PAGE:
Ivy Preparatory Academies has decided to close its high schools due to insufficient enrollment and ongoing financial challenges. The schools will close Oct. 30.
The high schools now enroll 90 students.Those teens must find new schools by the end of month; one option is returning to their local high schools.
“This is about providing the highest quality of education possible for our scholars,” said Alisha Thomas Morgan, the former state legislator who became head of Ivy Prep, the state’s Georgia’s first single-gender charter schools network, earlier this year.
“We don’t take the impact that our decision will have on scholars and their families lightly, but we must do what is in the best interest of our school and our students,” said Morgan. “My rule is, if I wouldn’t send my daughter there, then I’m not going to send your children or any of our Ivy children to a high school that cannot continue to serve their needs.”
Ivy Prep Academies serve more than 1,300 students at Ivy Preparatory Academy at Gwinnett, and at its two DeKalb campuses in the Kirkwood community, Ivy Preparatory Academy at Kirkwood for Girls and Ivy Preparatory Young Men’s Leadership Academy.
The high school program — offered to students in both Gwinnett and DeKalb — relied on blended learning where students received instruction both online and in the classroom.
The Ivy Prep concept has found greater success with elementary and middle schools than high school. The high school did not draw large numbers of Ivy Prep middle school graduates and had become financially unfeasible, according to spokeswoman D. Aileen Dodd.
The Ivy Prep board voted to change the model and focus only on middle and elementary schools, said Dodd. “No one will be fired and the 90 students will be making transitions to other schools. We are helping them with that.”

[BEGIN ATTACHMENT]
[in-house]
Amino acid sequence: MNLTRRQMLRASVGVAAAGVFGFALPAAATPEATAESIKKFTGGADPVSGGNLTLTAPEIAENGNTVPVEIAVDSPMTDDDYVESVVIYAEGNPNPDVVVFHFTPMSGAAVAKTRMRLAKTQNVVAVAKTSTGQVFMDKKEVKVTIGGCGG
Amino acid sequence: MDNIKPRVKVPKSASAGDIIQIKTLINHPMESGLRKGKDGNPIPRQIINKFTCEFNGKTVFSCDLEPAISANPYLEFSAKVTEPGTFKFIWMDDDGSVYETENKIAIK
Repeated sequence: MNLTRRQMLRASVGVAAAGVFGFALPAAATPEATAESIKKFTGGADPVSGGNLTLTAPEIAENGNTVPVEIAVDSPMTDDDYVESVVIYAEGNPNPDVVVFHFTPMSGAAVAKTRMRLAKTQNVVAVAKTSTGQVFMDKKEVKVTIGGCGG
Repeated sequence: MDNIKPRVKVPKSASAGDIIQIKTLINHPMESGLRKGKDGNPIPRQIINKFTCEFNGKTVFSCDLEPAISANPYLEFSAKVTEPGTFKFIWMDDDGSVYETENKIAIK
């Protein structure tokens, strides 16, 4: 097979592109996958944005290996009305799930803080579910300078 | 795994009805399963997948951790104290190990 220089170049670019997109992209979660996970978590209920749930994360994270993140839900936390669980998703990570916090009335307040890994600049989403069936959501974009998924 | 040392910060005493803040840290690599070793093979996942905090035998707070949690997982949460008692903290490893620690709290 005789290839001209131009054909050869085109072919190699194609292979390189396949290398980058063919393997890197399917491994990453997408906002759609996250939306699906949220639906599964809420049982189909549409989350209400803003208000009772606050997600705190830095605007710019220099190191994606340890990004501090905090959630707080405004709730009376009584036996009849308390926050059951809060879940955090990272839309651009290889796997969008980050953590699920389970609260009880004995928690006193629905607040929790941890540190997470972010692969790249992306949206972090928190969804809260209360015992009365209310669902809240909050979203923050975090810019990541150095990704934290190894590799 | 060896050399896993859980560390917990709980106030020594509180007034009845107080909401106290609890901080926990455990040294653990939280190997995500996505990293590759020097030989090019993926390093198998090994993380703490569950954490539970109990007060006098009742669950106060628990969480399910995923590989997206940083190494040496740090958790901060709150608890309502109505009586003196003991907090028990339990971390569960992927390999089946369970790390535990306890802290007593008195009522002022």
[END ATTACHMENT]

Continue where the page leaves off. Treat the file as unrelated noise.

There are only three students in the current senior class, said Dodd. Ivy Prep graduated only 10 high school students this past year.
Most graduates of Ivy Prep middle schools choose private high schools, public magnet high schools or their local schools, said Dodd, citing her own daughter who opted for a private high school where she could continue to play basketball.
As Ivy Prep discovered, charter high schools pay a price when they lack the critical mass to provide the activities teens like, sports teams, homecoming and a thriving social setting.
Most charter schools are k-8, although STEM charter high schools are increasing. Sustaining a charter high school remains a challenge, as was shown with Atlanta’s Tech High, which shut down in 2012.
Here is the letter sent to parents from Ivy Prep:
- Gwinnett: Monday, October 5, 2015 – 6:00 p.m.
- Kirkwood: Friday, October 2, 2015 – 5:30 p.m. OR Monday, October 5, 2015 – 8:00 a.m.
Alisha T. Morgan
Ivy Preparatory Academies